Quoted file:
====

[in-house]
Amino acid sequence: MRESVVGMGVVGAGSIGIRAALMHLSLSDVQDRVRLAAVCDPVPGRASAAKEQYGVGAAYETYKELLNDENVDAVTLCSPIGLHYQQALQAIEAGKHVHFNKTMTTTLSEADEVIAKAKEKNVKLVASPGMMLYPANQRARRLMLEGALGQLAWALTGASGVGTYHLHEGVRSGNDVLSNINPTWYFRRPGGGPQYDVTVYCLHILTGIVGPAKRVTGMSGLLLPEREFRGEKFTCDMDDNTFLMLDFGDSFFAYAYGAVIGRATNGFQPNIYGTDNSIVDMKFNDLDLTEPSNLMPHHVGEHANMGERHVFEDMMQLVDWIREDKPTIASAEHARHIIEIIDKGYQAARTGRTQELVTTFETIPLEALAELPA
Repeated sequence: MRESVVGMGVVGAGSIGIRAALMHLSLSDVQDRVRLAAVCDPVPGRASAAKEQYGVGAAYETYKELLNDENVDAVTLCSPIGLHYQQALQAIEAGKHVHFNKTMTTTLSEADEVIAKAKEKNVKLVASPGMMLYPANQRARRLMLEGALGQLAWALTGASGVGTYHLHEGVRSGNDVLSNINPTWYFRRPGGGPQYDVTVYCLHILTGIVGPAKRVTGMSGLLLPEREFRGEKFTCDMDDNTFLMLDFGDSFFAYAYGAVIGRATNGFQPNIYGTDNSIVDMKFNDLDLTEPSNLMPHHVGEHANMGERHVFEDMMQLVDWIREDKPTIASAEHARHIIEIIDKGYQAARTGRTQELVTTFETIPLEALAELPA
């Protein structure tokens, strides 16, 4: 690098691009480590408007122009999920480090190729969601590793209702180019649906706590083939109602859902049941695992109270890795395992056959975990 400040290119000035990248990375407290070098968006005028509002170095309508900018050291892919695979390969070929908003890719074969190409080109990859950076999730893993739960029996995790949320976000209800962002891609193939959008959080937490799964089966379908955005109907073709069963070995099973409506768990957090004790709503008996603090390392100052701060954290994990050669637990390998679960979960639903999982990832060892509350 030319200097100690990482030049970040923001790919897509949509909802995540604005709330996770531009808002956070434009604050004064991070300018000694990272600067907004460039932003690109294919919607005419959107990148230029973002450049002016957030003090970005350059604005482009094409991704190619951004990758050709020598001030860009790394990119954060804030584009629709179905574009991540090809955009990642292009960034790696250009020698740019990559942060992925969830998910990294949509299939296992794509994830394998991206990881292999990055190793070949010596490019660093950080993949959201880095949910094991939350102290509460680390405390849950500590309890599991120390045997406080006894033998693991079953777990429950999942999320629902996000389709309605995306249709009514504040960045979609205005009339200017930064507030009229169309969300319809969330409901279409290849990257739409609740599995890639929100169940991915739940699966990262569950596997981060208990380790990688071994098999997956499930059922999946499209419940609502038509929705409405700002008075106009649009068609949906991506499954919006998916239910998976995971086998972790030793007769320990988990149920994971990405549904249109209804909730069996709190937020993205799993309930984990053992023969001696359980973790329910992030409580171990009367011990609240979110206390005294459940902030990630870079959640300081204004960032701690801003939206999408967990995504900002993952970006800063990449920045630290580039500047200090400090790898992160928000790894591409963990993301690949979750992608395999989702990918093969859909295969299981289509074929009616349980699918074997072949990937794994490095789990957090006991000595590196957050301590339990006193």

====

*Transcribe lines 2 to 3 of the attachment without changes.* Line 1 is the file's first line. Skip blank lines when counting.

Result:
Amino acid sequence: MRESVVGMGVVGAGSIGIRAALMHLSLSDVQDRVRLAAVCDPVPGRASAAKEQYGVGAAYETYKELLNDENVDAVTLCSPIGLHYQQALQAIEAGKHVHFNKTMTTTLSEADEVIAKAKEKNVKLVASPGMMLYPANQRARRLMLEGALGQLAWALTGASGVGTYHLHEGVRSGNDVLSNINPTWYFRRPGGGPQYDVTVYCLHILTGIVGPAKRVTGMSGLLLPEREFRGEKFTCDMDDNTFLMLDFGDSFFAYAYGAVIGRATNGFQPNIYGTDNSIVDMKFNDLDLTEPSNLMPHHVGEHANMGERHVFEDMMQLVDWIREDKPTIASAEHARHIIEIIDKGYQAARTGRTQELVTTFETIPLEALAELPA
Repeated sequence: MRESVVGMGVVGAGSIGIRAALMHLSLSDVQDRVRLAAVCDPVPGRASAAKEQYGVGAAYETYKELLNDENVDAVTLCSPIGLHYQQALQAIEAGKHVHFNKTMTTTLSEADEVIAKAKEKNVKLVASPGMMLYPANQRARRLMLEGALGQLAWALTGASGVGTYHLHEGVRSGNDVLSNINPTWYFRRPGGGPQYDVTVYCLHILTGIVGPAKRVTGMSGLLLPEREFRGEKFTCDMDDNTFLMLDFGDSFFAYAYGAVIGRATNGFQPNIYGTDNSIVDMKFNDLDLTEPSNLMPHHVGEHANMGERHVFEDMMQLVDWIREDKPTIASAEHARHIIEIIDKGYQAARTGRTQELVTTFETIPLEALAELPA